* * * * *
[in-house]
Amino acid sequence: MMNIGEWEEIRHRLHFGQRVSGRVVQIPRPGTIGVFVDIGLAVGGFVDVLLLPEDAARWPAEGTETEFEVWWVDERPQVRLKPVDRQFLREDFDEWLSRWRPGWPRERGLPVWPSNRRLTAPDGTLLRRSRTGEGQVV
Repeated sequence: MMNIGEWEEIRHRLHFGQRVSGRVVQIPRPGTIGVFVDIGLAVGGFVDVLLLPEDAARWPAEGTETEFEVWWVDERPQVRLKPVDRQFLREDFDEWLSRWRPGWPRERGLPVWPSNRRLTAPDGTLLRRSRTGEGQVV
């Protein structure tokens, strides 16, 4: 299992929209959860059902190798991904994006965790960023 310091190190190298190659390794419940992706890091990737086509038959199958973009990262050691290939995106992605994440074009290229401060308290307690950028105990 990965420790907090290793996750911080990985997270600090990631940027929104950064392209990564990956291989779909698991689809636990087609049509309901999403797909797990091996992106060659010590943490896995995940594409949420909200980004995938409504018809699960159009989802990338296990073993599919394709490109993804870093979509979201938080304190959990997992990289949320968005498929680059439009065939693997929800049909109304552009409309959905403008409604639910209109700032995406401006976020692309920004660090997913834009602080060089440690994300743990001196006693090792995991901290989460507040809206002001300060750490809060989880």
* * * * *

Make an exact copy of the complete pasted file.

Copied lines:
[in-house]
Amino acid sequence: MMNIGEWEEIRHRLHFGQRVSGRVVQIPRPGTIGVFVDIGLAVGGFVDVLLLPEDAARWPAEGTETEFEVWWVDERPQVRLKPVDRQFLREDFDEWLSRWRPGWPRERGLPVWPSNRRLTAPDGTLLRRSRTGEGQVV
Repeated sequence: MMNIGEWEEIRHRLHFGQRVSGRVVQIPRPGTIGVFVDIGLAVGGFVDVLLLPEDAARWPAEGTETEFEVWWVDERPQVRLKPVDRQFLREDFDEWLSRWRPGWPRERGLPVWPSNRRLTAPDGTLLRRSRTGEGQVV
């Protein structure tokens, strides 16, 4: 299992929209959860059902190798991904994006965790960023 310091190190190298190659390794419940992706890091990737086509038959199958973009990262050691290939995106992605994440074009290229401060308290307690950028105990 990965420790907090290793996750911080990985997270600090990631940027929104950064392209990564990956291989779909698991689809636990087609049509309901999403797909797990091996992106060659010590943490896995995940594409949420909200980004995938409504018809699960159009989802990338296990073993599919394709490109993804870093979509979201938080304190959990997992990289949320968005498929680059439009065939693997929800049909109304552009409309959905403008409604639910209109700032995406401006976020692309920004660090997913834009602080060089440690994300743990001196006693090792995991901290989460507040809206002001300060750490809060989880």